Prosocial behavior (sharing, helping and cooperating) was associated with higher earnings. Examples of prosocial behavior included trying to stop quarrels, inviting bystanders to join in a game, and trying to help someone who has been hurt.

Both findings took into account children’s IQ (assessed at age 13) and their families’ adversity (parents’ educational level and occupational status). Earnings were measured by government tax return data.

Because the research was observational in nature, causality was not assessed. In addition, the study did not examine earnings obtained informally that were likely not reported to Canadian tax authorities. And because the study focused on boys in low-income neighborhoods, its generalizability to other genders or individuals of different socioeconomic status is limited.

“Monitoring inattention and low levels of prosocial behavior should begin in kindergarten so at-risk boys can be identified early and targeted with intervention and support,” said coauthor Sylvana Cote, Ph.D., of the University of Montreal, Canada, and the University of Bordeaux in France.

The study was conducted by researchers at Carnegie Mellon University in Pennsylvania, the University of Montreal, University College Dublin, Ste-Justine Hospital Research Center in Montreal, OFCE (French Observatory of Economic Conditions), Center for Economic Research and Applications (France), Statistics Canada, and University of Bordeaux.

Source: Carnegie Mellon University

Mindfulness Training via Smartphone Can Improve Social Skills

Wed, 02/13/2019 - 6:00am

While smartphones are often criticized for issues ranging from addictive properties, community seclusion and sleep disturbances, research shows that used in the right way, smartphones may be a vehicle to deliver mindfulness-based training.

In a new study, Carnegie Mellon University investigators discovered smartphone-based mindfulness training may help individuals feel less lonely and motivate them to interact with more people.

The researchers also found acceptance skills training to be a critical active ingredient for improving these social functioning outcomes.

Experts believe smartphones and emerging technology can be used to address loneliness and social isolation, a growing public health concern across age groups. The findings appear in the Proceedings of the National Academy of Sciences.

“When we talk about mindfulness interventions, we talk about two key components,” said Dr. J. David Creswell, associate professor of psychology in CMU’s Dietrich College of Humanities and Social Sciences.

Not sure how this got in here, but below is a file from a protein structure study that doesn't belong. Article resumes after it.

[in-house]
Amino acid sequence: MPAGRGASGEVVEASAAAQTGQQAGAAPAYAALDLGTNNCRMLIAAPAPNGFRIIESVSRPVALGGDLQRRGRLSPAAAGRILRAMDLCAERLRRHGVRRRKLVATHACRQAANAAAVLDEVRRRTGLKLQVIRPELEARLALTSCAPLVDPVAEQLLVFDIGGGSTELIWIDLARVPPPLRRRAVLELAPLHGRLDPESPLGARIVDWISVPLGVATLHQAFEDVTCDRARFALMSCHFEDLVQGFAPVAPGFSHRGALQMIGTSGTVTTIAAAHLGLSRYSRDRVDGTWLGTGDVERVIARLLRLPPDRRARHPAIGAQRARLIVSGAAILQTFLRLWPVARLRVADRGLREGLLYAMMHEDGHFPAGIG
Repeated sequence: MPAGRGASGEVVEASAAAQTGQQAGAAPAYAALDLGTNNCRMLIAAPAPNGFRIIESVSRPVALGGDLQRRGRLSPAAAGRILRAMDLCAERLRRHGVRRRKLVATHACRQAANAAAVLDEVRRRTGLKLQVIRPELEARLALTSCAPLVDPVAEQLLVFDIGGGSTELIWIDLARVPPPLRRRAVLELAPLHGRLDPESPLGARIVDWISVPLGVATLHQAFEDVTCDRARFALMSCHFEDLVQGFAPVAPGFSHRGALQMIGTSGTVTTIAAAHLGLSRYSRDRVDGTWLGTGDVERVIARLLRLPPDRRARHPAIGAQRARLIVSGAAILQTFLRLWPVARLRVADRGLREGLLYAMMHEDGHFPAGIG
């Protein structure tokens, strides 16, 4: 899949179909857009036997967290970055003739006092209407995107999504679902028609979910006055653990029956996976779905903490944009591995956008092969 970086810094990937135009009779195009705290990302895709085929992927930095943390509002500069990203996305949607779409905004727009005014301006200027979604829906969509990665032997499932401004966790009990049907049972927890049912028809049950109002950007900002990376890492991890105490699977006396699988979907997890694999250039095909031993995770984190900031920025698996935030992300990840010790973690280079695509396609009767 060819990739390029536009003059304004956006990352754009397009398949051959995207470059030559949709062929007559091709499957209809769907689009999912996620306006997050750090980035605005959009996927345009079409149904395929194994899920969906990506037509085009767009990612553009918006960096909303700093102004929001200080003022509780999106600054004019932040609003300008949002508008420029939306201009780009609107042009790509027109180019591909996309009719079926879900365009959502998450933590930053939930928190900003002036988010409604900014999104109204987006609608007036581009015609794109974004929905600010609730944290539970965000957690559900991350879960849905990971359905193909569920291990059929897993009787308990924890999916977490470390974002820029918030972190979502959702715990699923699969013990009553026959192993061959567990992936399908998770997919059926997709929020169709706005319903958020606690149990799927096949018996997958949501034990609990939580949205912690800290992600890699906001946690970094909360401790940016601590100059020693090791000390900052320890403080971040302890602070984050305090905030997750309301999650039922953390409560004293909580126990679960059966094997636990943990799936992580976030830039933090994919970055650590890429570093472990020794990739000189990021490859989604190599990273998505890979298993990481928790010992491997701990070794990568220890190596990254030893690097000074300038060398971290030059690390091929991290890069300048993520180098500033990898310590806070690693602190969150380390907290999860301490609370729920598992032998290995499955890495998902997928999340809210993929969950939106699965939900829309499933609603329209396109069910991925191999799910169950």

“The first is learning to use your attention to monitor your present-moment experiences, whether that’s noting body sensations, thoughts or images. The second is about learning to adopt an attitude of acceptance toward those experiences — one of openness, curiosity and non-judgment.”

For example, someone engaging in meditation might notice pain in his or her knee. Mindfulness training programs instruct participants to mentally note the sensation but not alter their physical state.

In the Carnegie Mellon study, participants receiving training in acceptance skills were encouraged to respond to these uncomfortable experiences by saying “yes” in a gentle tone-of-voice to maintain an open and welcoming state of mind.

“Learning to be more accepting of your experience, even when it’s difficult, can have carryover effects on your social relationships. When you are more accepting toward yourself, it opens you up to be more available to others,” Creswell said.

In the study, 153 adults were randomly assigned to one of three 14-day smartphone-based interventions. For 20 minutes each day, one mindfulness training group received training in monitoring and acceptance skills, a second mindfulness group received training in monitoring skills only, and a third group received no mindfulness content and instead received guidance in common coping techniques.

In addition, they were instructed to complete brief homework practice lasting no more than 10 minutes daily. For three days before and after the intervention, participants completed periodic assessments throughout the day to measure loneliness and social contact.